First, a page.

General François Beaudire BergeAide-de-camp to Songis who later served as an artillery commander in Spain
Born: March 11, 1779
Place of Birth: Collioure, Pyrénées-Orientales, France
Legion of Honor: Grand Officer
Died: April 18, 1832
Cause of Death: Illness
Place of Death: Paris, France
Arc de Triomphe: BERGE on the south pillar
The son of a trader, François Beaudire Berge (sometimes spelled François Baudire Berge) entered the newly established École Polytechnique in November of 1794. Two years later he was commissioned as a sous-lieutenant and he entered the artillery school of Châlons. In May of 1797 Berge completed his schoolwork and he was promoted to lieutenant in the 1st Foot Artillery. Initially he was employed in the Army of England but as attention shifted to Egypt he joined Dommartin's staff in the Army of the Orient. Berge saw his share of action that year, serving at the action of Malta, at Alexandria, at Chebreiss, and then at the Battle of the Pyramids . In 1799 he took part in the campaign to Syria and he served at the Siege of Jaffa and the Siege of Acre. Back in Egypt, Berge fought at the Battle of Abukir and then in September he was promoted to capitaine. He next served at the Siege of Cairo and in May of 1800 he joined the 4th Foot Artillery. Around this time Berge also became an aide-de-camp to General Songis.
After returning from Egypt, in 1802 Berge was named a capitaine in the Artillery of the Consular Guard and he again became an aide-de-camp to Songis. That August he was sent to Tripoli with Sébastiani and then in 1803 he was promoted to chef de bataillon. Berge was next named deputy director of the artillery at Guadeloupe, but instead he remained with Songis in the Army of the Coasts of the Ocean. After war broke out in 1805, he served on campaign with the Grande Armée, serving at Ulm in October and at Austerlitz in December. In March of 1806 Berge was named a major of the 5th Horse Artillery but as the army prepared for the campaign against Prussia he joined the general artillery staff. During the campaigns of 1806 and 1807 he served at the Battle of Jena and then the Battle of Eylau.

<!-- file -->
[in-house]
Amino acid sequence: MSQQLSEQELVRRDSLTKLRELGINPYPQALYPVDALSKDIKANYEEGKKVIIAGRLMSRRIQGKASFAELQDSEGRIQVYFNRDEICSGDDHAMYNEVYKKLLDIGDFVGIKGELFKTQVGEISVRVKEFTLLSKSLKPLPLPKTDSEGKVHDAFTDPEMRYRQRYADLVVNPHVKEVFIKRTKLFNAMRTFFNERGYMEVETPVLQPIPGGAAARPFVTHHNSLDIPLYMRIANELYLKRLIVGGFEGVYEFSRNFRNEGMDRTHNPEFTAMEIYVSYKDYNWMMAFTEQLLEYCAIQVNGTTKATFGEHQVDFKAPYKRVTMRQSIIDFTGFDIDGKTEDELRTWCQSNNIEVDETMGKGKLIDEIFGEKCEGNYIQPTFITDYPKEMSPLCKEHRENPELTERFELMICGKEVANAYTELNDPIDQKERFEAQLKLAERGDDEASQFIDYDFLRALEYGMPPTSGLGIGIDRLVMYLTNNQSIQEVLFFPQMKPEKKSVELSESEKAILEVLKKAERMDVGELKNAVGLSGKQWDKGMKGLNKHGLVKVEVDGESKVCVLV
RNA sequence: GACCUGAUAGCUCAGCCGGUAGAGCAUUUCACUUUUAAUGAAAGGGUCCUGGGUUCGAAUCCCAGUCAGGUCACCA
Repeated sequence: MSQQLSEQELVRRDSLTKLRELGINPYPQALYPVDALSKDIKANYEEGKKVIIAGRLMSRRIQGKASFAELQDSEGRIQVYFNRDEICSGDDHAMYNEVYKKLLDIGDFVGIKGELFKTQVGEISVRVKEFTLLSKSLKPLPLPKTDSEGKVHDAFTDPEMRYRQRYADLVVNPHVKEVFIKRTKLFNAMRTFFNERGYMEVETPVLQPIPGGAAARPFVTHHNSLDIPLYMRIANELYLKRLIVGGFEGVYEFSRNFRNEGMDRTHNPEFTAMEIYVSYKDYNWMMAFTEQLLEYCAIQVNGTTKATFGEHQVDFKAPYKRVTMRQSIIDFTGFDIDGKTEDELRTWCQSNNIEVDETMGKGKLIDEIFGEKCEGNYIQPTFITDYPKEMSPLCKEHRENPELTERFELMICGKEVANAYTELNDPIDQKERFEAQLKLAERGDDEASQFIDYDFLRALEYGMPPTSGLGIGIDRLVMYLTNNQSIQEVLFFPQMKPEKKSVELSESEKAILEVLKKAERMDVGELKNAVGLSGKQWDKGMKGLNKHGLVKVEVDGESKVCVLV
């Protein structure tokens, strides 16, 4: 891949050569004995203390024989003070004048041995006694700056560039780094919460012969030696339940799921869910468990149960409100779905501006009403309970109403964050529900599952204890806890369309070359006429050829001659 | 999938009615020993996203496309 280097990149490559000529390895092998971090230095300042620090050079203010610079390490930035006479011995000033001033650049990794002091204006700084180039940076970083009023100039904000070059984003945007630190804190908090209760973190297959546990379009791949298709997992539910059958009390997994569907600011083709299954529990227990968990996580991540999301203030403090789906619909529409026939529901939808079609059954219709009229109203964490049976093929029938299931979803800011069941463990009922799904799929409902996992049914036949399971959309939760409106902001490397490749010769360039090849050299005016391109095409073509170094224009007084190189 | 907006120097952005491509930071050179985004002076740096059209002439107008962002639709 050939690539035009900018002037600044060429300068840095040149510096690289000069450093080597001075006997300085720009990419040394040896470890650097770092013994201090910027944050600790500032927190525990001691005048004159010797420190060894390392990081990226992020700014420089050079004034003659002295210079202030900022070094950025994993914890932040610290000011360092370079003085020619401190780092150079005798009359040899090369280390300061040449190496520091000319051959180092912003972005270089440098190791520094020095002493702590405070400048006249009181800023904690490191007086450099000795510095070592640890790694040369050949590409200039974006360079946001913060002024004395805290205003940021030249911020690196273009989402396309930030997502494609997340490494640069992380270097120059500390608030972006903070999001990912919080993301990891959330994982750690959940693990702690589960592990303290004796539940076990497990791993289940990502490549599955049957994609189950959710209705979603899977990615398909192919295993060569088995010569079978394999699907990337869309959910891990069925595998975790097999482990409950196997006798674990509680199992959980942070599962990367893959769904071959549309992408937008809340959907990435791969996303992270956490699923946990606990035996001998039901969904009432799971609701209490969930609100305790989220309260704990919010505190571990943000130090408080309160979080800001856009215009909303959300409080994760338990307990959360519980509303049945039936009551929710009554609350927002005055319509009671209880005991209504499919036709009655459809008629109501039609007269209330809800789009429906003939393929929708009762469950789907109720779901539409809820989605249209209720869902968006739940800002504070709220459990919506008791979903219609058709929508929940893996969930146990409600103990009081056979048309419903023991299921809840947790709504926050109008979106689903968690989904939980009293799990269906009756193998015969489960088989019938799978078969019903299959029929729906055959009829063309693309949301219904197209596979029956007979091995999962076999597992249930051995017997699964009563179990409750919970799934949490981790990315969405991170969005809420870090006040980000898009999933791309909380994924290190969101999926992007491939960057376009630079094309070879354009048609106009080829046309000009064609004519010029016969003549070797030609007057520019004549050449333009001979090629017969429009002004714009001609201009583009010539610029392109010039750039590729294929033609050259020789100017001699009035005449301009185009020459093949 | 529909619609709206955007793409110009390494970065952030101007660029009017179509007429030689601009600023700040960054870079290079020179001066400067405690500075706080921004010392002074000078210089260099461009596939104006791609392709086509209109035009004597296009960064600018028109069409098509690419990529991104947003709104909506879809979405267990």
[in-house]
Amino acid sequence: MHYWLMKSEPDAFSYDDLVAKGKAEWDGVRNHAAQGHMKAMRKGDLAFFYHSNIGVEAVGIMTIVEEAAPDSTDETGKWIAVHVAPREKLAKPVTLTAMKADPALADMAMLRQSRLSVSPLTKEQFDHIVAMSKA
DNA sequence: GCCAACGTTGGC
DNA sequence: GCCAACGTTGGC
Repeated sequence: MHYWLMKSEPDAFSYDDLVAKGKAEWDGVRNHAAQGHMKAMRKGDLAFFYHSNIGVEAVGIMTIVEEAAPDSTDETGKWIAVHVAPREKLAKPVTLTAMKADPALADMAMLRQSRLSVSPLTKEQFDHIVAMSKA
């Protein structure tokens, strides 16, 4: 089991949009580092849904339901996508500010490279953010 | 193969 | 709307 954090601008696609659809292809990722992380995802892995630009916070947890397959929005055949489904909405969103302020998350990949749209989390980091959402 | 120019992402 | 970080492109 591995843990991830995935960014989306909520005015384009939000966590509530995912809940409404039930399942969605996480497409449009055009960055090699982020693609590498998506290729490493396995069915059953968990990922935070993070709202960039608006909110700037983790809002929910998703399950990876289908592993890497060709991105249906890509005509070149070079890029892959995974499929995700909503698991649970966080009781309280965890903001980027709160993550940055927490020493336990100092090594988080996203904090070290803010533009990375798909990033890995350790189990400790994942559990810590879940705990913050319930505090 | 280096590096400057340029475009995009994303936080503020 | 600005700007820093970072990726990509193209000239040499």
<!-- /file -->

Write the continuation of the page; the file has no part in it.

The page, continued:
Promoted to colonel in 1808, Berge was next sent to Spain as chief of staff of the artillery in Spain and he later took command of the 5th Horse Artillery. 1809 was a fighting year for Berge as in July he fought at Talavera where he was wounded by a shot to the right side, in August he fought at Almonacid, and in November he fought at Ocaña . In 1810 Berge served at the crossing of the Sierra Morena and he was named a Knight of the Empire. In 1811 he fought at the Battle of Albuera where he was wounded in the arm by a ball and later that year he served at the combat of Santa Marta de Villalba. Berge was named commander-in-chief of artillery of the Army of the South in Spain in April of 1813 and the following month he was promoted to général de brigade. In 1814 for the defense of France he served under Thouvenot at Bayonne.
After Napoleon's abdication and the Bourbon Restoration, Berge was named a member of the central committee of artillery and a Knight of Saint Louis. He was also named to the council for improving the École Polytechnique. In 1815 Berge was ordered to command the artillery of the troops under the Duke of Angoulême but after Napoleon resumed power Berge returned to his home. However, Berge was called to Paris and then named chief of staff of the artillery of the Army of the North. In June he was named commander of the artillery of the Cavalry Reserve under Marshal Grouchy, but he was relieved of his command at the start of the campaign.
Updated April 2019
© Nathan D. Jensen